Can you really eat 1g of protein per pound of body weight?
Eating enough is key to ensuring that a weight training or workout program actually helps you build muscle. While it is possible to build muscle eating a wide variety of diets, there is evidence that increasing protein at optimal times before and after workouts can enhance the muscle building effects. Still, for many people a diet with the “recommended” amount of protein can be difficult to achieve.
Although the are ranges many suggest to consume around 1g of protein per pound of body weight. For someone who weighs 150 pounds, it can be difficult to eat 150 grams of protein daily without over shooting on calorie goals.
A single gram of protein has 4 calories. Sure, for that same 150 pound person that only translate to 600 calories, but unless you consume absolutely pure protein there will be more.
Use the scale for your food!
With any protein dense foods, and foods in general, if you want to get the most out of it you need to weigh your food. Labels can be wrong for meats, and when trying to eat 4 oz of chicken breast you miss out on 25% of the protein if you select one that is only 3 oz.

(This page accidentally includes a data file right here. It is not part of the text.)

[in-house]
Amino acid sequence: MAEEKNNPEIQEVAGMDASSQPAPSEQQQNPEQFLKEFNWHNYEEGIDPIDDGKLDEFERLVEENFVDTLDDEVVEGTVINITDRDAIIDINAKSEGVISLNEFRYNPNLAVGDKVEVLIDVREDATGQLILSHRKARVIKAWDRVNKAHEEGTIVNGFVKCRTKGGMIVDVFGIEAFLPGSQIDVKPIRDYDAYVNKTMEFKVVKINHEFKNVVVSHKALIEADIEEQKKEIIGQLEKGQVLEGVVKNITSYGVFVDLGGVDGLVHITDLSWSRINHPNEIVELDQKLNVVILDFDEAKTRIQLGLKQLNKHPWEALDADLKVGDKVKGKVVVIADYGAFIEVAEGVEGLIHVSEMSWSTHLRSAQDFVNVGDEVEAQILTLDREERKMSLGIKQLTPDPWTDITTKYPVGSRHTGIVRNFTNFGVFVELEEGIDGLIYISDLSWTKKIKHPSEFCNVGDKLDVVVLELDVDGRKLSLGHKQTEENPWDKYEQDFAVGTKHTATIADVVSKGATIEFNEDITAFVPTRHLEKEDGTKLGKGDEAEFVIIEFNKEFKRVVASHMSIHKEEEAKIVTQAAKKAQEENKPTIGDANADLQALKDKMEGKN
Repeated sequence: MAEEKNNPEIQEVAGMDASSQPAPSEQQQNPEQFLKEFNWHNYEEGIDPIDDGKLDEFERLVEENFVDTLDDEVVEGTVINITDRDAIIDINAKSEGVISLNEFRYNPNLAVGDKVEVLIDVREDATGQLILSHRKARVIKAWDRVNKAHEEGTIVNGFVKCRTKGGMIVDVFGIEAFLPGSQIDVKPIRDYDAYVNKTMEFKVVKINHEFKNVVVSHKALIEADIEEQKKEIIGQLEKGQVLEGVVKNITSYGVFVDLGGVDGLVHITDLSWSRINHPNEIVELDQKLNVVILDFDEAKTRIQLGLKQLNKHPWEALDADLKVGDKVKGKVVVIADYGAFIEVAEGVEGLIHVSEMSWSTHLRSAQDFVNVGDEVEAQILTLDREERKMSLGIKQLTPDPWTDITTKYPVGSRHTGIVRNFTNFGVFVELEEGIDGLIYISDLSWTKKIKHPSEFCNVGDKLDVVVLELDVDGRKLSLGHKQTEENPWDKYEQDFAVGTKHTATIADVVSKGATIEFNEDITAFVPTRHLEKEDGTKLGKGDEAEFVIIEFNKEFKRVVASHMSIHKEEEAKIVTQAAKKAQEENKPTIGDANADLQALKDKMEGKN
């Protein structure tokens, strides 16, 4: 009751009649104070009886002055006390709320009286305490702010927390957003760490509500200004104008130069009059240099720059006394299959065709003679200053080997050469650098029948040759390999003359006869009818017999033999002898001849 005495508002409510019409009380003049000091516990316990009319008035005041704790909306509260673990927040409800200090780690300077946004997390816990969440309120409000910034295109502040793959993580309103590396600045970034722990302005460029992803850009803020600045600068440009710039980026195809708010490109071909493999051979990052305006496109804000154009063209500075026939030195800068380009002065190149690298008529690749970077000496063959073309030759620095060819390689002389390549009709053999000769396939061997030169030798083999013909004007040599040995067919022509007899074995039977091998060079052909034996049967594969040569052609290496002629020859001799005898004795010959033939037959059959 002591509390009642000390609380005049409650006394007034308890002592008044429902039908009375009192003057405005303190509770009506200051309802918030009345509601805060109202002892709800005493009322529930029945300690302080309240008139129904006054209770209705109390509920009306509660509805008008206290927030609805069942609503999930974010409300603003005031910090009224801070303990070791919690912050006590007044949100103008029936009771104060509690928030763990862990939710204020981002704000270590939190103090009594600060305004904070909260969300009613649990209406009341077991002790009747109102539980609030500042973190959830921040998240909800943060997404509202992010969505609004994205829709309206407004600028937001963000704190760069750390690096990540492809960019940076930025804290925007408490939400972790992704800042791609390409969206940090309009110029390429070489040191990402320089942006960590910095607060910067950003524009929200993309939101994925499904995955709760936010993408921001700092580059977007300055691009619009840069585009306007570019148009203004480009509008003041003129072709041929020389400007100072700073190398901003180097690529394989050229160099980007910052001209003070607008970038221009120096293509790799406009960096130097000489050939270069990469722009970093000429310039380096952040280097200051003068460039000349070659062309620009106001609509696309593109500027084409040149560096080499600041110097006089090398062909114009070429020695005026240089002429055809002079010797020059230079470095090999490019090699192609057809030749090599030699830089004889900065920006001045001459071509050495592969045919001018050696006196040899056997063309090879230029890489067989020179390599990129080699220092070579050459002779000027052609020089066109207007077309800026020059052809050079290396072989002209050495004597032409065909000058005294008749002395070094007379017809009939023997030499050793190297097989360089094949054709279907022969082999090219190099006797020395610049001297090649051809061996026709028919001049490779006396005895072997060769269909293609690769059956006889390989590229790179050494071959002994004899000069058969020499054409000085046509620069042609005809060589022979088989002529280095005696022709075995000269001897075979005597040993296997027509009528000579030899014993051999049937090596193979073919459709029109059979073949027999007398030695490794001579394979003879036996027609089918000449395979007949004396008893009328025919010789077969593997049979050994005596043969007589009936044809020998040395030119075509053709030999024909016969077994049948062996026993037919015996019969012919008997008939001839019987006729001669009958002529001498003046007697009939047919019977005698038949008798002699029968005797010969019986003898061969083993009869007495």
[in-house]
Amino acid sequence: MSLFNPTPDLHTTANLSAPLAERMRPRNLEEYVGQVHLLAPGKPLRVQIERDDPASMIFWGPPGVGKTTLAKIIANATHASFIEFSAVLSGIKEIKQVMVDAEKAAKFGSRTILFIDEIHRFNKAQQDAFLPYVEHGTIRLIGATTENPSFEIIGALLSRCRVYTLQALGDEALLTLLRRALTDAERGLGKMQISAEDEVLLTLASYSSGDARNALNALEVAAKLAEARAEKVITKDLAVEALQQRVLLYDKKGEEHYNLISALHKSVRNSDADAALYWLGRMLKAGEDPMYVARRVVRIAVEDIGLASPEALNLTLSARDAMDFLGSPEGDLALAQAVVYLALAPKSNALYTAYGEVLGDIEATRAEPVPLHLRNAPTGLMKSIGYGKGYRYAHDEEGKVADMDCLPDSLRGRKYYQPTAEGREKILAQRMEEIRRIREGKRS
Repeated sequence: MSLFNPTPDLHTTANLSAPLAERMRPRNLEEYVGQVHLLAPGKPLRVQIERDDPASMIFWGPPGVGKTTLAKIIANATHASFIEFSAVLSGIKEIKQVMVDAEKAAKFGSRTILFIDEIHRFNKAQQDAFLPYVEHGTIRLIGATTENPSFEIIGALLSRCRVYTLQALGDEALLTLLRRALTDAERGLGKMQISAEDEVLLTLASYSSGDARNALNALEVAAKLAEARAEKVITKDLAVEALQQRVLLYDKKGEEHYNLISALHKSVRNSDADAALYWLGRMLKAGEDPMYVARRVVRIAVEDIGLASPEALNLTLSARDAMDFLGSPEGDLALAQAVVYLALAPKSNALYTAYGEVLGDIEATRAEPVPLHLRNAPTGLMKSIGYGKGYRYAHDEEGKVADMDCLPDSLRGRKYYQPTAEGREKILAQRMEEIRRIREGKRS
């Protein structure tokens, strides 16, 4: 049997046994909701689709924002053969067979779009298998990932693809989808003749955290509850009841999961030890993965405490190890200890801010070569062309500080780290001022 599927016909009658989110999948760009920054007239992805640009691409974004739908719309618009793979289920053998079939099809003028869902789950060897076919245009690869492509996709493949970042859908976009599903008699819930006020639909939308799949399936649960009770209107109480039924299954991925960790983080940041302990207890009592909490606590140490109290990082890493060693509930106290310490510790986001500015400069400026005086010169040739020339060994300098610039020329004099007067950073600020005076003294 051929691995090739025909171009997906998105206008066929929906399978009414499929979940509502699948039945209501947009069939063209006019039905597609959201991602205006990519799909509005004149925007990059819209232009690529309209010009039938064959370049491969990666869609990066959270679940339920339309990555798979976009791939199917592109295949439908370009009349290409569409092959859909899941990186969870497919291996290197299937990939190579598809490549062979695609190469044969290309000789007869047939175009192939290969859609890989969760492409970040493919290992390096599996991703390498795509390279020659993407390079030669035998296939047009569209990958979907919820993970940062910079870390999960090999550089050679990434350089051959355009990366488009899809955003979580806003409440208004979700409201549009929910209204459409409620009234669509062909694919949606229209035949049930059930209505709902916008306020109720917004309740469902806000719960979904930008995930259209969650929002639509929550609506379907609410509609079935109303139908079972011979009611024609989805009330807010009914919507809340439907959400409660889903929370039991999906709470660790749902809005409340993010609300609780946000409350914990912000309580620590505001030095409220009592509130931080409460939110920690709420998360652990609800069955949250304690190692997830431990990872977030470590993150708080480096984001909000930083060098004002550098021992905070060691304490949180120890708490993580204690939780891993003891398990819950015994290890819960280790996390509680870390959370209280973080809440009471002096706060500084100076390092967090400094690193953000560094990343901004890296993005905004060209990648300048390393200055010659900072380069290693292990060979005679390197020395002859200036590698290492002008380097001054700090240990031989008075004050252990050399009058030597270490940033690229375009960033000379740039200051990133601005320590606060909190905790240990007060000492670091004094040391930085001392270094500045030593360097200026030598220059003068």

Scoops for powders, like protein or peanut butter, can result in 10-15% more OR less than you are shooting for.
Foods rich in both protein and carbs can throw your calorie count off quickly if not in the right quantities, and easily swing a well balanced diet with maintenance level calories into a caloric deficit that will have you losing muscle and fat instead of maintaining or gaining muscle mass.
High Protein Density Foods
Lean Ground Turkey
Greek and Icelandic Yogurts
One of the keys of having great nutrition is to ensure that you are getting the right balance of macros and nutrients. For many people that means tracking macros including Fats, Carbohydrates, and Protein. Typically with processed foods being popular and fats being so dense in calories, when folks are looking to track calories on a daily basis the area that is missed are proteins.
This leads to modifications in diets to try to increase the total amount of protein. While an approach like this can be over simplified to mean ‘eat more protein’ what it really is focusing on is balancing proteins alongside other items. What makes it especially tough is that often popular food and diet trackers will over estimate calories, like what happens with MyFitnessPal due to it’s crowd-sourced database of foods.